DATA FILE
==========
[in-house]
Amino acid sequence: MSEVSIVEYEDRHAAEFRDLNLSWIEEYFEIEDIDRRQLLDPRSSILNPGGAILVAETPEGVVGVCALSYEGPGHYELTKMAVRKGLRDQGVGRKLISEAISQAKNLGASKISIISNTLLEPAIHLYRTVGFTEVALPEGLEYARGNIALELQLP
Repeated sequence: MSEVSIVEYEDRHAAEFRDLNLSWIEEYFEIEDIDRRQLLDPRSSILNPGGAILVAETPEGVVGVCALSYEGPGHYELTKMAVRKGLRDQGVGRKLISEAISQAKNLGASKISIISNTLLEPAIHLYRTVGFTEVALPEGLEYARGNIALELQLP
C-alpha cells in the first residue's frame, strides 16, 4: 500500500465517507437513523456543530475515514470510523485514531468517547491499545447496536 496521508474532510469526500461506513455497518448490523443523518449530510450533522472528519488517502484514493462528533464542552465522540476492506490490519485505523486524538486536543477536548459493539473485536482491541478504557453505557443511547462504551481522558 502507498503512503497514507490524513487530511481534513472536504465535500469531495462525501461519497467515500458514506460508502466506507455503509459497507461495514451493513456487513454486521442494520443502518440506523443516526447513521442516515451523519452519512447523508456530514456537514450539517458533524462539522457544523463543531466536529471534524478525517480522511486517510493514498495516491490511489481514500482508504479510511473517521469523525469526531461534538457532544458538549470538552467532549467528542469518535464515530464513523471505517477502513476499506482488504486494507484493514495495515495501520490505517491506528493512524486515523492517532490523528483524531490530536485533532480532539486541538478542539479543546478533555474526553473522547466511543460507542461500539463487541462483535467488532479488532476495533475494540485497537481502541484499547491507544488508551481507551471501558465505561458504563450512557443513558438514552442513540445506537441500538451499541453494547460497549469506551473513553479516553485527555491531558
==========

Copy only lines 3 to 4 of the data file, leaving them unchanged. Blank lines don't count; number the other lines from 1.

Repeated sequence: MSEVSIVEYEDRHAAEFRDLNLSWIEEYFEIEDIDRRQLLDPRSSILNPGGAILVAETPEGVVGVCALSYEGPGHYELTKMAVRKGLRDQGVGRKLISEAISQAKNLGASKISIISNTLLEPAIHLYRTVGFTEVALPEGLEYARGNIALELQLP
C-alpha cells in the first residue's frame, strides 16, 4: 500500500465517507437513523456543530475515514470510523485514531468517547491499545447496536 496521508474532510469526500461506513455497518448490523443523518449530510450533522472528519488517502484514493462528533464542552465522540476492506490490519485505523486524538486536543477536548459493539473485536482491541478504557453505557443511547462504551481522558 502507498503512503497514507490524513487530511481534513472536504465535500469531495462525501461519497467515500458514506460508502466506507455503509459497507461495514451493513456487513454486521442494520443502518440506523443516526447513521442516515451523519452519512447523508456530514456537514450539517458533524462539522457544523463543531466536529471534524478525517480522511486517510493514498495516491490511489481514500482508504479510511473517521469523525469526531461534538457532544458538549470538552467532549467528542469518535464515530464513523471505517477502513476499506482488504486494507484493514495495515495501520490505517491506528493512524486515523492517532490523528483524531490530536485533532480532539486541538478542539479543546478533555474526553473522547466511543460507542461500539463487541462483535467488532479488532476495533475494540485497537481502541484499547491507544488508551481507551471501558465505561458504563450512557443513558438514552442513540445506537441500538451499541453494547460497549469506551473513553479516553485527555491531558